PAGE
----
There's a lot of chatter over the pond and on t'internet about a recent study comparing low carbohydrate diet advice with reduced fat.
The work was led by Drs Bazanno and Hu of Tulane University, New Orleans and funded by the US National Institutes of Health. Its stated objective was
to examine the long-term effects of a diet low in carbohydrates, as compared to one low in fat, on cardiovascular disease risk factors, including blood pressure (BP), body weight and composition, serum lipids, plasma glucose, insulin, adipocytokines (adiponectin, leptin, resistin), and C-reactive protein (CRP) among obese adults.
It is worth reading the full study, and the funding description, as there are various "interpretations" floating around. The same authors previously looked at the epidemiology of low carbohydrate diets and cardiovascular effects.
In essence the two groups of obese women were given dietary advice and ongoing support over 12 months, one group was asked to limit "net carbs" to less than 40 grams a day and the other group was asked to limit fat to below 30% of calories with saturated fat kept below 7%.
The results, summarised nicely by the LA Times were :-
The author's conclusions were
CONCLUSION:The low-carbohydrate diet was more effective for weight loss and cardiovascular risk factor reduction than the low-fat diet. Restricting carbohydrate may be an option for persons seeking to lose weight and reduce cardiovascular risk factors.
The blogosphere then erupted with claim and counterclaim - some calling for low carb diets to be standard, others saying the low fat diet in the study wasn't low enough or the low carb was too high (as if these things would reverse the outcome). As always, a sane analysis was provided by Bill Lagakos who spotted that the low carb group continued to improve their body composition (reduced % body fat) despite some small weight regain.
Digging into the data we can see how the study calorie intake progressed :-
The error bars here are my own, showing approximately 1 standard deviation. Only at month 3 was the calorie intake difference statistically significant - 160 calories per day lower in low carb, P=0.046. In both groups the average reported calorie intake after 12 months was at least 500 calories below baseline.
It isn't easy to explain the weight regain after 3 months. Obviously there is a creep upwards in calorie intake but still a substantial deficit from baseline intake. Accuracy of self reporting is always an issue but it is worth noting that the baseline was not weight stable - it is possible that the subjects were all in a calorie surplus and gaining weight at the 2000 calorie baseline.
What we did not see, once again, is the often promised "500 cals/day = 1 lb/week" beloved of the calorie worshippers. By this measure we're looking for at least 52 lbs weight loss in both groups - not <15 lbs in 3 months followed by weight regain.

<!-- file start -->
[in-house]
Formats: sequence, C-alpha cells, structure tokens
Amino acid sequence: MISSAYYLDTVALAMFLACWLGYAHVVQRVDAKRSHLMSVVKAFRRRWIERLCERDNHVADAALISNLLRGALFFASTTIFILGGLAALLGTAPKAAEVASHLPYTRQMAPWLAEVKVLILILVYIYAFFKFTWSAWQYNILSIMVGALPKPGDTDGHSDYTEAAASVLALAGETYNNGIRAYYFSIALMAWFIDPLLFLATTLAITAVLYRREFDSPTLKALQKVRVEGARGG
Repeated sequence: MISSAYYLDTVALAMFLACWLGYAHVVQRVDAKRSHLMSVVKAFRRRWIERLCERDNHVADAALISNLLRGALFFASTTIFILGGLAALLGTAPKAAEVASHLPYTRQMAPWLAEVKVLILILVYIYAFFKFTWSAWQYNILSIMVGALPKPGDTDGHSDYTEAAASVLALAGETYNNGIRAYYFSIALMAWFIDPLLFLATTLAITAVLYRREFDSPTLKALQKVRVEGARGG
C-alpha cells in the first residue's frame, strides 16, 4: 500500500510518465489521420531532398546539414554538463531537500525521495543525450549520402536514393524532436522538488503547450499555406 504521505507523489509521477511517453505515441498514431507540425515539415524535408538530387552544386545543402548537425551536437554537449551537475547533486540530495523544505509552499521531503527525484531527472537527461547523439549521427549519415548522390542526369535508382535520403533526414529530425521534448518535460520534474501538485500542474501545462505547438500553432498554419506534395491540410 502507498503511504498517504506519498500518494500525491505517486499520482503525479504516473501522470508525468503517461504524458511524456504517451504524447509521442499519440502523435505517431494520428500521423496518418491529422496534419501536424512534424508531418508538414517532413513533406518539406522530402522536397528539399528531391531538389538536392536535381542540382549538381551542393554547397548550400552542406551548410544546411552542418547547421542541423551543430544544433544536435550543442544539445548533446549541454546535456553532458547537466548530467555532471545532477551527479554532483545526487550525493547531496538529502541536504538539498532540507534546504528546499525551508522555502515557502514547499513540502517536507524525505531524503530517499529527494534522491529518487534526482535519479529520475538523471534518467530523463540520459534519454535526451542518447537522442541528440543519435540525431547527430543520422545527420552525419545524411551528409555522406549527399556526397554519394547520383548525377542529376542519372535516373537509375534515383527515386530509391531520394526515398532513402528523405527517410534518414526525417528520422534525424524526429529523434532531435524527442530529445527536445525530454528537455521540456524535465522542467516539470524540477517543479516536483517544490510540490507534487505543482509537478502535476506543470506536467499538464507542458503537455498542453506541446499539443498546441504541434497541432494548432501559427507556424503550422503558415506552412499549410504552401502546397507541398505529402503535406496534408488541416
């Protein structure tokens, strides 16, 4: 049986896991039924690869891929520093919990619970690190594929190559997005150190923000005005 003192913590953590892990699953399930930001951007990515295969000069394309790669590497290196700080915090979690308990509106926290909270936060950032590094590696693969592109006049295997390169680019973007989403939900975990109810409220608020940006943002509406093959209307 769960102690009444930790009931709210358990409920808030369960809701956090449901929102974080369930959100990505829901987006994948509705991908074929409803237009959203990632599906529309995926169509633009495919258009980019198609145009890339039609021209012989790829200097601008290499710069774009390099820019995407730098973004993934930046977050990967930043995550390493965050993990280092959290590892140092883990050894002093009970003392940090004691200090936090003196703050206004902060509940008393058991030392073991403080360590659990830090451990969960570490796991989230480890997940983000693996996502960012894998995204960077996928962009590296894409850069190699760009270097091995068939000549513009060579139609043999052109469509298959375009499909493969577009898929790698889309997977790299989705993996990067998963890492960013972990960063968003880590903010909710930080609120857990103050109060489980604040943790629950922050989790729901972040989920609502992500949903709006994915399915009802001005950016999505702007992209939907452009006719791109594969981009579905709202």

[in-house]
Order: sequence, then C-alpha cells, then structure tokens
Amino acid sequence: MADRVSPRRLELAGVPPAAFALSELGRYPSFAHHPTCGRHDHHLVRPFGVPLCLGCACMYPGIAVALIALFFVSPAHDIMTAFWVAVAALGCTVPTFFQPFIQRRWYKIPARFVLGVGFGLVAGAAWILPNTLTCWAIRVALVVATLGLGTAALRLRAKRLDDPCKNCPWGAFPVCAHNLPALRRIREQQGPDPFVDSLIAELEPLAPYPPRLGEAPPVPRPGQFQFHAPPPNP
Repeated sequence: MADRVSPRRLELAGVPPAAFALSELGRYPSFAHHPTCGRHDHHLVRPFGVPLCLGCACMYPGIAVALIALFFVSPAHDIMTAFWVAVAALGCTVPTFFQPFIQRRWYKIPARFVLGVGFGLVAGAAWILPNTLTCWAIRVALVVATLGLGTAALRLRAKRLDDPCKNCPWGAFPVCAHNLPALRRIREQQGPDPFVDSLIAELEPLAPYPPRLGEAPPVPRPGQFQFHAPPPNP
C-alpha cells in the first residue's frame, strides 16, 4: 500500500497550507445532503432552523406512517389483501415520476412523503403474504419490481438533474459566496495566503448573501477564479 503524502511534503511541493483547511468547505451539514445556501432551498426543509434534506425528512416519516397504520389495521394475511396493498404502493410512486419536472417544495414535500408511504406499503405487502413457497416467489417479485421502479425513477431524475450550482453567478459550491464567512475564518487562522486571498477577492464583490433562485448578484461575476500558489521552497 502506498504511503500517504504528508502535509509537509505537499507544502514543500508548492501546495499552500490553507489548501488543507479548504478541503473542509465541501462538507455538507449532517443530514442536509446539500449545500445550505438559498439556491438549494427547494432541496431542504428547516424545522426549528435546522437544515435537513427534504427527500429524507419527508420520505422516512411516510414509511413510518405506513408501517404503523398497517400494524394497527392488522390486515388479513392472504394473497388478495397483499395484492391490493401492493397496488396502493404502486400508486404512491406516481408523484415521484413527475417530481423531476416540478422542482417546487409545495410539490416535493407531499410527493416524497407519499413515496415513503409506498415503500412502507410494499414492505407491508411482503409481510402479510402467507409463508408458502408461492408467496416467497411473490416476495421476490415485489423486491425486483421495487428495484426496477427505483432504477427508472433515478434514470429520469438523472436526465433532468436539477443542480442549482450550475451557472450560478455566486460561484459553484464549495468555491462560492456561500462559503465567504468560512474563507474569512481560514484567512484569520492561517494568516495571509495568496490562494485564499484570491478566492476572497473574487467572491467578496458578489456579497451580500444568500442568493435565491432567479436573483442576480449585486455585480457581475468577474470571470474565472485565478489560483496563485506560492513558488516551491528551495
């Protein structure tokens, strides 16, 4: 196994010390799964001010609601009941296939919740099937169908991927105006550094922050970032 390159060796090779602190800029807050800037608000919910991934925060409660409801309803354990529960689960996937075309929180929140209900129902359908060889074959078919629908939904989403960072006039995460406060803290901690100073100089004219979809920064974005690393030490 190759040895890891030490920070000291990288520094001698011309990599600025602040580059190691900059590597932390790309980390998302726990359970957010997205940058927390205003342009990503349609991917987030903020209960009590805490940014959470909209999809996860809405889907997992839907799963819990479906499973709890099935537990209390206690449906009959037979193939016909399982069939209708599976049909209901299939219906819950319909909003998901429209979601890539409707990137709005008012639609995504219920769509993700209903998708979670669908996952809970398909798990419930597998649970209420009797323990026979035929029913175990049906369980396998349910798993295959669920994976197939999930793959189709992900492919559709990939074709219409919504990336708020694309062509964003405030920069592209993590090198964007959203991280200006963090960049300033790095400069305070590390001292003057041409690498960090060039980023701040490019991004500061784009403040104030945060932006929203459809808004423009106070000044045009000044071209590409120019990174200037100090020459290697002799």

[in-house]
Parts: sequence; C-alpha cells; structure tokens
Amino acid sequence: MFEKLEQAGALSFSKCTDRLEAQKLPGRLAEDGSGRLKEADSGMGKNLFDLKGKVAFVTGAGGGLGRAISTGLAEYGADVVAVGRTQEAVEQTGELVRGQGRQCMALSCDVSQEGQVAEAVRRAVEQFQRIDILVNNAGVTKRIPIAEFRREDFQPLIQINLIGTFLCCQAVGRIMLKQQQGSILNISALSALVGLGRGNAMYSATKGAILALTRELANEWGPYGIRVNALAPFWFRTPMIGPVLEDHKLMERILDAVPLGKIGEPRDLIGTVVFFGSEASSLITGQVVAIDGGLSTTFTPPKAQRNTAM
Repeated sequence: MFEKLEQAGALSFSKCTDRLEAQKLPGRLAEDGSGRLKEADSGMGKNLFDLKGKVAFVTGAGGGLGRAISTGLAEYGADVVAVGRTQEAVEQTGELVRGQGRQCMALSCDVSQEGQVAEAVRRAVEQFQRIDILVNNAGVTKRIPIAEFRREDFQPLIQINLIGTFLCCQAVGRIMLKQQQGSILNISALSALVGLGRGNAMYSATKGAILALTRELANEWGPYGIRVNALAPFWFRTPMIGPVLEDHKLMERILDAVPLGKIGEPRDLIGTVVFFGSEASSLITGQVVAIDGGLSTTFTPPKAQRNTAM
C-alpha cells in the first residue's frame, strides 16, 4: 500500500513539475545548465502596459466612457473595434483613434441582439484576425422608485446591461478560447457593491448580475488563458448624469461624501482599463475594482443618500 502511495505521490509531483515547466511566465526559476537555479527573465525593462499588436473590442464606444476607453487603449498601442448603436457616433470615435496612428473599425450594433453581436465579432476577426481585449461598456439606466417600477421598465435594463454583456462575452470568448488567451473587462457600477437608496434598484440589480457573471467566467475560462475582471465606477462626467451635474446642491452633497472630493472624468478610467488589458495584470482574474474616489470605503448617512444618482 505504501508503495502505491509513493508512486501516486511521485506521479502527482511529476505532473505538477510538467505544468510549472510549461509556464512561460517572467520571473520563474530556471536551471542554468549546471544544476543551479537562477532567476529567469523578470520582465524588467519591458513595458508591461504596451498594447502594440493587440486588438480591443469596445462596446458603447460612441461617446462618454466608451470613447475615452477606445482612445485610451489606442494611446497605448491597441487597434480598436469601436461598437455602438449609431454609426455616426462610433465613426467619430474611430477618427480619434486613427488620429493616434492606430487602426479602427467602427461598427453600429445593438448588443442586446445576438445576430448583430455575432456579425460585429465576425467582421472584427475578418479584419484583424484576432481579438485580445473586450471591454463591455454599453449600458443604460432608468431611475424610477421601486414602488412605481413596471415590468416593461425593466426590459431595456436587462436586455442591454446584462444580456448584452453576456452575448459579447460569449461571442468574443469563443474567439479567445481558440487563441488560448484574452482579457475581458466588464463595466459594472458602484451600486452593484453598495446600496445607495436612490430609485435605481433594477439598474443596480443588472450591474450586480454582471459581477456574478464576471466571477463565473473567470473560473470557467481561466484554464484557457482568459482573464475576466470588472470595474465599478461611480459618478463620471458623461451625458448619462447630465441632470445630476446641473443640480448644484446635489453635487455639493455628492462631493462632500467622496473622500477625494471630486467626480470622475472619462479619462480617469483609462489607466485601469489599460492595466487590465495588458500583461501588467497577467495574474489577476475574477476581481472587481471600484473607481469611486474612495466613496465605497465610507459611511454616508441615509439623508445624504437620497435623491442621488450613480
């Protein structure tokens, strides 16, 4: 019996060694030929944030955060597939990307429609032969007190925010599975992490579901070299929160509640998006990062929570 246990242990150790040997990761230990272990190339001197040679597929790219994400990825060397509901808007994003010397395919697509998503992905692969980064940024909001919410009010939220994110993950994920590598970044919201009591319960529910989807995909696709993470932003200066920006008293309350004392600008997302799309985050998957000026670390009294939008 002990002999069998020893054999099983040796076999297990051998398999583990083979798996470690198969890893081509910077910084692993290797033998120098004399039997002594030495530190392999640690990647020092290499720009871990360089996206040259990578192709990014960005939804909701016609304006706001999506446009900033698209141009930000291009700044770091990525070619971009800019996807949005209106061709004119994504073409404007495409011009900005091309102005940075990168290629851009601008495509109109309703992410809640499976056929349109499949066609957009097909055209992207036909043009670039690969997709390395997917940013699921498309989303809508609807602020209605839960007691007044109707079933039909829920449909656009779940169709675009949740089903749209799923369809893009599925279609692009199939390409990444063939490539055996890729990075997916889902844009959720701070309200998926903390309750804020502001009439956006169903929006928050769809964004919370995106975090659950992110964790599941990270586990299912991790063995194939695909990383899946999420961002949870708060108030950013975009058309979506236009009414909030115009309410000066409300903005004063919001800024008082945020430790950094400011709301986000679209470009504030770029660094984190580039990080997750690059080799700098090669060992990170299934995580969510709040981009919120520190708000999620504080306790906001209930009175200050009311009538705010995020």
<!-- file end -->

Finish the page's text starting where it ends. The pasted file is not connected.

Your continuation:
The average subject was about 97 kg weight with 40% body fat, using the Katch-McArdle formula gives a basal metabolic rate of 1630 calories so a maintenance intake of ~2000 is certainly feasible with sedentary lifestyle. At this point we run out of data and have to leave the question unanswered - "why did a large group of obese people regain weight while eating an average of 1500 calories which is below their BMR ?"
When we consider the actual grams of reported carbohydrate and fat intake we can see the following changes at 3 months compared to baseline :-
|Low Fat||Low Carb|
The average daily fat intake at month 12 was 17 grams higher in the low carb group, about the same as at month 3. The daily "total carbohydrate" intake of the low fat group was 71 grams higher by month 12, p<0.0001, although by then the low carb group intake had crept up to an average 127 grams per day. Compliance with the study objectives was better in the low fat group than the low carb - the latter averaged 97 grams of total carbohydrate at month 3 which is double the stated goal of 40 grams of net carbs (fibre was about 16 grams throughout in both groups, below the stated goal of 25 grams. Total fat was kept below 30% of calories by the low fat group, but they didn't manage to get saturated fat down to 7%.
Protein content of the two groups' diet was not the same, throwing another variation into the comparisons and providing ample arguments about the effect on the outcome. The low fat group reported <20% protein on calories and the low carb about 25%.
Personally I conclude from this study that :-
When advised to limit carbohydrates a group of obese subjects achieved a higher weight loss and improved health markers after 3 months than an identical randomised group advised to limit fat intake.
Which is another piece of evidence supporting the notion that reduced carbohydrate diets are an effective and healthy option for weight loss.